Primary cultures of DRG neurons and neurite outgrowth assays
Primary cultures of DRG neurons were performed as described . Briefly, all DRG (when analyzing naïve neurons) or L4-L6 DRG (when comparing naïve with conditioned neurons that is, neurons obtained from animals with sciatic nerve transection performed one week before DRG removal) from eight- to ten-week-old Wistar rats, or whenever indicated, from GSK3β genetic mouse models, were cultured for 12 hours. For transfection, the 4D Nucleofector Amaxa system (Lonza, Barcelona, Spain, CM#138 program) was used with 0.4 μg pmaxGFP™ (Lonza) or 0.4 μg pmaxGFP™ plus 2 μg pCMV5-Fyn Lys299Met (Fyn kinase-dead, a kind gift from Dr Marilyn Resh, Memorial Sloan-Kettering Cancer Center, New York, NY, USA). After transfection, cells were left in suspension for 24 hours and thereafter plated in poly L lysine (PLL)-laminin coated coverslips for 12 hours. For cultures with myelin, DRG neurons were isolated from mice at postnatal day 6 (P6). After transfection, DRG neurons were left in suspension for 24 hours and thereafter plated in PLL-laminin plus 3 μg myelin coated coverslips for 12 hours. Myelin was isolated from the spinal cord of 16-week-old WT mice as previously detailed . To measure neurite outgrowth, immunocytochemistry for βIII-tubulin was done. The length of the longest neurite was traced with neuronJ . The number of neurons traced was: for rat DRG neurons, 77 to 136; for GSK3Ser9AlaKI neurons, 29 to 100; for cre+GSK3βlox/lox neurons, 48 to 66 YFP + neurons.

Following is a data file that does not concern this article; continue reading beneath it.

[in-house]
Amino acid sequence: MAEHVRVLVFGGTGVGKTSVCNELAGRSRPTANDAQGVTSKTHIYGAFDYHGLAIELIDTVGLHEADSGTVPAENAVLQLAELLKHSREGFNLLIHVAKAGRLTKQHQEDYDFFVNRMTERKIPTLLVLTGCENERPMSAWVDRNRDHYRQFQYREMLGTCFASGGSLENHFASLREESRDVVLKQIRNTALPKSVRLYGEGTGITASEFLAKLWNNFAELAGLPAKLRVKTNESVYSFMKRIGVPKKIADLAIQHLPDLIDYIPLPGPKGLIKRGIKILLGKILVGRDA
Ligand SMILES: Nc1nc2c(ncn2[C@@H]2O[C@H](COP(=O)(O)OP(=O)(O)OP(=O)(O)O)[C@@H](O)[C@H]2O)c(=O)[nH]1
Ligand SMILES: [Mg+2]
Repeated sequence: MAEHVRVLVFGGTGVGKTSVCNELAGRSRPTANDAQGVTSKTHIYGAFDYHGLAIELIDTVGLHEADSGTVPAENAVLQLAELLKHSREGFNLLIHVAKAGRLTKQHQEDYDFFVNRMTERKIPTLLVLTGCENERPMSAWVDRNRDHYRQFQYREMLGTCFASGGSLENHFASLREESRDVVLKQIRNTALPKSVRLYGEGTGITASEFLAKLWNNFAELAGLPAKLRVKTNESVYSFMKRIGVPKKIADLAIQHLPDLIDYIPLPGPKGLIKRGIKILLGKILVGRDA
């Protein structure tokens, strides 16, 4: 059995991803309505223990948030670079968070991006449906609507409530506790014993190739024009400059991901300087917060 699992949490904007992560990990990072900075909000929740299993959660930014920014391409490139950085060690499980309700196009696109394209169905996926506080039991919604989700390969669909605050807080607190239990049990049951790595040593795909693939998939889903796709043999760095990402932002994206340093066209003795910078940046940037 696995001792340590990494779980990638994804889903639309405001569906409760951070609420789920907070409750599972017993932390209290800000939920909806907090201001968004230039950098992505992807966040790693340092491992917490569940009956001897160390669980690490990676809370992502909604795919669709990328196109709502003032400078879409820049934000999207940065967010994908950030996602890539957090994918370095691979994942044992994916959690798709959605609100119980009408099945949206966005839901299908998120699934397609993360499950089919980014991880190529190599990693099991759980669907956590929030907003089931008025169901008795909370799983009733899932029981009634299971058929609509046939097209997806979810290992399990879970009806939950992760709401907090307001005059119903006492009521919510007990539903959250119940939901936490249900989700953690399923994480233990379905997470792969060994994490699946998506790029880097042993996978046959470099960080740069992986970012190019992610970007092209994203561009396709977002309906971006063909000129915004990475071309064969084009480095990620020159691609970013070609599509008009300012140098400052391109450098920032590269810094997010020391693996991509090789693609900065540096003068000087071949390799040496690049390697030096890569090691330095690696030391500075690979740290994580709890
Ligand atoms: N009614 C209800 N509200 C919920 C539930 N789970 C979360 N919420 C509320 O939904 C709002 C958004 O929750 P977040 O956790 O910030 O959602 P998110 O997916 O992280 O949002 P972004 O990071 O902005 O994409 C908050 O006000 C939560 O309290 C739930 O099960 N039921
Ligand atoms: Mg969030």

Overexpression of GSK3β substrates in neuronal cultures
Substrate residues phosphorylated by GSK3β were mutated to generate phospho-resistant or phospho-mimetic mutants. Mutations were generated by polymerase chain reaction (PCR)-based site-directed mutagenesis using QuickChange XL (Agilent Technologies, Santa Clara, CA, USA). For MAP1B, double mutants of the residues S1260 and T1265 were done to either Ala (ST/AA-MAP1B) or Asp (ST/DD-MAP1B) in pEGFP-C1 bearing full-length WT MAP1B. Neurons were co-transfected with EB3-mCherry and each of the MAP1B constructs, and microtubule growth speed was assessed. For CLASP2 adenoviruses, full-length WT or phosphomutant (9S/A-CLASP2 or 8S/D-CLASP2) EGFP-CLASP2α  was subcloned into pENTR/D-TOPO and recombined into pAd/CMV/V5-DEST using Invitrogen’s Gateway system, Carcavelos, Portugal. Adenovirus particles were generated and purified as previously described [27, 58]. For CRMP-2, single amino acid mutations of the residue T514 to either Ala (T/A-CRMP-2) or Asp (T/D-CRMP-2) were generated, in a construct of full-length WT CRMP-2 (FLAG tagged at the N-terminus) cloned into the pRK5 expression vector, and co-transfections with EB3-mCherry or pEGFP-C1 were performed. For analysis of the relative expression of each mutant, the neuronal cell line CAD was used .
Analysis of microtubule growth speed